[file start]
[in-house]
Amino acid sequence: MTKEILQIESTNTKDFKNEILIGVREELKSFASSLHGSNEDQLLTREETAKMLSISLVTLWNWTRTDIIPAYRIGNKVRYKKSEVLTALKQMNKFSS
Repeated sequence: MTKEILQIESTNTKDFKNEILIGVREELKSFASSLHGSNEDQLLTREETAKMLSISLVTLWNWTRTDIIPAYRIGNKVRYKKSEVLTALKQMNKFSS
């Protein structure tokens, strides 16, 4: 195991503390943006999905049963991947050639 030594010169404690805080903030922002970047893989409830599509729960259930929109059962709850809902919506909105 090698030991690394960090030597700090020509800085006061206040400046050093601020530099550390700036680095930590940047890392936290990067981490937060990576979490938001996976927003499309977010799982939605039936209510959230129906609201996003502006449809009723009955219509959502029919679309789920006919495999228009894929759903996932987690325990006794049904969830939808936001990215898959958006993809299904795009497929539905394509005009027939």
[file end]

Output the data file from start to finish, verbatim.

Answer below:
[in-house]
Amino acid sequence: MTKEILQIESTNTKDFKNEILIGVREELKSFASSLHGSNEDQLLTREETAKMLSISLVTLWNWTRTDIIPAYRIGNKVRYKKSEVLTALKQMNKFSS
Repeated sequence: MTKEILQIESTNTKDFKNEILIGVREELKSFASSLHGSNEDQLLTREETAKMLSISLVTLWNWTRTDIIPAYRIGNKVRYKKSEVLTALKQMNKFSS
């Protein structure tokens, strides 16, 4: 195991503390943006999905049963991947050639 030594010169404690805080903030922002970047893989409830599509729960259930929109059962709850809902919506909105 090698030991690394960090030597700090020509800085006061206040400046050093601020530099550390700036680095930590940047890392936290990067981490937060990576979490938001996976927003499309977010799982939605039936209510959230129906609201996003502006449809009723009955219509959502029919679309789920006919495999228009894929759903996932987690325990006794049904969830939808936001990215898959958006993809299904795009497929539905394509005009027939």